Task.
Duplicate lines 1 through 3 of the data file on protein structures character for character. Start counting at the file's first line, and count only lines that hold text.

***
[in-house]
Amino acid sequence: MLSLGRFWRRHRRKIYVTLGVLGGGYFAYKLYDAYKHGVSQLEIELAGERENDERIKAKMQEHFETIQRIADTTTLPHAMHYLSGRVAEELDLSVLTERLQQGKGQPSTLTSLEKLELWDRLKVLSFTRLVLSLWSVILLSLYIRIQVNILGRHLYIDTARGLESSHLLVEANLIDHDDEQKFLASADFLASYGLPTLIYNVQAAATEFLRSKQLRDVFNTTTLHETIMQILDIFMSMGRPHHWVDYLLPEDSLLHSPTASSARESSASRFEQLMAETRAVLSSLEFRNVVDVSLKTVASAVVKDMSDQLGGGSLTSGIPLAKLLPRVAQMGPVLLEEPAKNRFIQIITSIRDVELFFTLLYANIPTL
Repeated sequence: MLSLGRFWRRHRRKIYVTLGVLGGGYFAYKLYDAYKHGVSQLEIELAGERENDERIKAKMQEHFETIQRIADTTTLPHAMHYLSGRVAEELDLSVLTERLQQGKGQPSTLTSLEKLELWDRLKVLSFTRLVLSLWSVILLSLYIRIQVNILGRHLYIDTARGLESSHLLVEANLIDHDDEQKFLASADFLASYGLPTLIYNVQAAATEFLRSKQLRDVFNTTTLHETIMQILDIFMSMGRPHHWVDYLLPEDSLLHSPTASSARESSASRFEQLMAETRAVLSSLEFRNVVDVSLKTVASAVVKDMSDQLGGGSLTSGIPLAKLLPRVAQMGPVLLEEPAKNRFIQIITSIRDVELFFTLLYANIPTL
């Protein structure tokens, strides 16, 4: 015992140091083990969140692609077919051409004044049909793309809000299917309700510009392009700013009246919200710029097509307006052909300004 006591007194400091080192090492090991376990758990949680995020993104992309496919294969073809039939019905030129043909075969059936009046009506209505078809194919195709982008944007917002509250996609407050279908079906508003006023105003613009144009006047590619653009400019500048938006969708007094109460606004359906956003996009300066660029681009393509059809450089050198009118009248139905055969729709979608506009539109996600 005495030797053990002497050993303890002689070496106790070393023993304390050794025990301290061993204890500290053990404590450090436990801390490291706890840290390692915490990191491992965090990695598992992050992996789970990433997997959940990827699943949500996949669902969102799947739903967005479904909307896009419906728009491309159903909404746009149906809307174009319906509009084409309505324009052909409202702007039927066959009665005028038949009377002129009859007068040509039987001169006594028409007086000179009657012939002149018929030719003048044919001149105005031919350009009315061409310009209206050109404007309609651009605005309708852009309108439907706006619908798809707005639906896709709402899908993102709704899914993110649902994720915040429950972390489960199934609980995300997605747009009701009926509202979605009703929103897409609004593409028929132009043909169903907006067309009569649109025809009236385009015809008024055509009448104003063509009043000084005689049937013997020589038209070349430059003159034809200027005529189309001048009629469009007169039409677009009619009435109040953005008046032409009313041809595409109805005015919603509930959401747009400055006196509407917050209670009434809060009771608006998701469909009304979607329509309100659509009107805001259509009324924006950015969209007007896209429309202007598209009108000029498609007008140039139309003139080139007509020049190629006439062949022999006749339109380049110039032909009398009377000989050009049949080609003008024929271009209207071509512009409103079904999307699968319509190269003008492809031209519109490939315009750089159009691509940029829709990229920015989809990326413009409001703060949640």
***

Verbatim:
[in-house]
Amino acid sequence: MLSLGRFWRRHRRKIYVTLGVLGGGYFAYKLYDAYKHGVSQLEIELAGERENDERIKAKMQEHFETIQRIADTTTLPHAMHYLSGRVAEELDLSVLTERLQQGKGQPSTLTSLEKLELWDRLKVLSFTRLVLSLWSVILLSLYIRIQVNILGRHLYIDTARGLESSHLLVEANLIDHDDEQKFLASADFLASYGLPTLIYNVQAAATEFLRSKQLRDVFNTTTLHETIMQILDIFMSMGRPHHWVDYLLPEDSLLHSPTASSARESSASRFEQLMAETRAVLSSLEFRNVVDVSLKTVASAVVKDMSDQLGGGSLTSGIPLAKLLPRVAQMGPVLLEEPAKNRFIQIITSIRDVELFFTLLYANIPTL
Repeated sequence: MLSLGRFWRRHRRKIYVTLGVLGGGYFAYKLYDAYKHGVSQLEIELAGERENDERIKAKMQEHFETIQRIADTTTLPHAMHYLSGRVAEELDLSVLTERLQQGKGQPSTLTSLEKLELWDRLKVLSFTRLVLSLWSVILLSLYIRIQVNILGRHLYIDTARGLESSHLLVEANLIDHDDEQKFLASADFLASYGLPTLIYNVQAAATEFLRSKQLRDVFNTTTLHETIMQILDIFMSMGRPHHWVDYLLPEDSLLHSPTASSARESSASRFEQLMAETRAVLSSLEFRNVVDVSLKTVASAVVKDMSDQLGGGSLTSGIPLAKLLPRVAQMGPVLLEEPAKNRFIQIITSIRDVELFFTLLYANIPTL